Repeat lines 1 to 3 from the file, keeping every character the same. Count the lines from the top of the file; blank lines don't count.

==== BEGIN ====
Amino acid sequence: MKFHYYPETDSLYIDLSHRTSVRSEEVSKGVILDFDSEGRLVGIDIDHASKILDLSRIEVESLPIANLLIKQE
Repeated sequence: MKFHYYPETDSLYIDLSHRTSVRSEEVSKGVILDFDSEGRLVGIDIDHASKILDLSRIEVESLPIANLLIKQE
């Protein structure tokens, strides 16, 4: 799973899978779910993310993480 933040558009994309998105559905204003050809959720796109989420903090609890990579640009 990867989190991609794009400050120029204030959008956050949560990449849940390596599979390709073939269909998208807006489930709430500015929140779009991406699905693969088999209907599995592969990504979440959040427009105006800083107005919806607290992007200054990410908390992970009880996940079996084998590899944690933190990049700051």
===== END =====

Amino acid sequence: MKFHYYPETDSLYIDLSHRTSVRSEEVSKGVILDFDSEGRLVGIDIDHASKILDLSRIEVESLPIANLLIKQE
Repeated sequence: MKFHYYPETDSLYIDLSHRTSVRSEEVSKGVILDFDSEGRLVGIDIDHASKILDLSRIEVESLPIANLLIKQE
């Protein structure tokens, strides 16, 4: 799973899978779910993310993480 933040558009994309998105559905204003050809959720796109989420903090609890990579640009 990867989190991609794009400050120029204030959008956050949560990449849940390596599979390709073939269909998208807006489930709430500015929140779009991406699905693969088999209907599995592969990504979440959040427009105006800083107005919806607290992007200054990410908390992970009880996940079996084998590899944690933190990049700051």